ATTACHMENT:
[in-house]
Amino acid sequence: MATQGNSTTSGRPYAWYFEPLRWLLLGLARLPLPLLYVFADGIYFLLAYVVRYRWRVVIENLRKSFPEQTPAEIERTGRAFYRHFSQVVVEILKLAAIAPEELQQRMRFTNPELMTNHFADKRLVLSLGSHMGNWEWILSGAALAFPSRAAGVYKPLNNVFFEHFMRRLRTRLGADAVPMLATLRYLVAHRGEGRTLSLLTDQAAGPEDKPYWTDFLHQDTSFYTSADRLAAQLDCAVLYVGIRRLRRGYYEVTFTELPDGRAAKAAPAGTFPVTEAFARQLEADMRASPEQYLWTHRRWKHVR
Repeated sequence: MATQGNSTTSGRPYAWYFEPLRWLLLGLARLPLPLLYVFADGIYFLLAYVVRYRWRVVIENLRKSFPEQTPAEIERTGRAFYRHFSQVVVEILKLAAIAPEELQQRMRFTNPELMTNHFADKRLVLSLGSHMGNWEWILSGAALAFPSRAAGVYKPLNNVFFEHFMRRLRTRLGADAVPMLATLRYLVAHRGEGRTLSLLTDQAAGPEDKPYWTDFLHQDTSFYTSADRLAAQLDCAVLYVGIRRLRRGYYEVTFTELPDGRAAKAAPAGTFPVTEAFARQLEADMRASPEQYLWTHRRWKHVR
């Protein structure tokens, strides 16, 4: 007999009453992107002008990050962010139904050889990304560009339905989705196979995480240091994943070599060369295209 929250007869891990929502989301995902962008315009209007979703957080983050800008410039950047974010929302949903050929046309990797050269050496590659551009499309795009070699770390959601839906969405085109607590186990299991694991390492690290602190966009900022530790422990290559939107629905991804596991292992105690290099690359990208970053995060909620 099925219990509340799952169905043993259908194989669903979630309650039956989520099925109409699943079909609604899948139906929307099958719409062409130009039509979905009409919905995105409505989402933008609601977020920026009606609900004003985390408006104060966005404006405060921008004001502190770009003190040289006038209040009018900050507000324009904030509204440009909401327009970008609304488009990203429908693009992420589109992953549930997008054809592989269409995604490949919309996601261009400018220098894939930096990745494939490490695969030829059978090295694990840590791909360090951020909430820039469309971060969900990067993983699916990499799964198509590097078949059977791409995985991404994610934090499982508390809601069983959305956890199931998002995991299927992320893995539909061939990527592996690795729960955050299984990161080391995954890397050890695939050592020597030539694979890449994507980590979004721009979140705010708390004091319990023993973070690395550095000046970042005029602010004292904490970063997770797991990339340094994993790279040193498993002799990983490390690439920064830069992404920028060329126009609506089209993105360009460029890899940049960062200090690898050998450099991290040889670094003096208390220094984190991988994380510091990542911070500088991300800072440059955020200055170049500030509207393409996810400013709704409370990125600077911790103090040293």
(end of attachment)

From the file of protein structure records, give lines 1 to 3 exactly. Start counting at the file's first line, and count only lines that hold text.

[in-house]
Amino acid sequence: MATQGNSTTSGRPYAWYFEPLRWLLLGLARLPLPLLYVFADGIYFLLAYVVRYRWRVVIENLRKSFPEQTPAEIERTGRAFYRHFSQVVVEILKLAAIAPEELQQRMRFTNPELMTNHFADKRLVLSLGSHMGNWEWILSGAALAFPSRAAGVYKPLNNVFFEHFMRRLRTRLGADAVPMLATLRYLVAHRGEGRTLSLLTDQAAGPEDKPYWTDFLHQDTSFYTSADRLAAQLDCAVLYVGIRRLRRGYYEVTFTELPDGRAAKAAPAGTFPVTEAFARQLEADMRASPEQYLWTHRRWKHVR
Repeated sequence: MATQGNSTTSGRPYAWYFEPLRWLLLGLARLPLPLLYVFADGIYFLLAYVVRYRWRVVIENLRKSFPEQTPAEIERTGRAFYRHFSQVVVEILKLAAIAPEELQQRMRFTNPELMTNHFADKRLVLSLGSHMGNWEWILSGAALAFPSRAAGVYKPLNNVFFEHFMRRLRTRLGADAVPMLATLRYLVAHRGEGRTLSLLTDQAAGPEDKPYWTDFLHQDTSFYTSADRLAAQLDCAVLYVGIRRLRRGYYEVTFTELPDGRAAKAAPAGTFPVTEAFARQLEADMRASPEQYLWTHRRWKHVR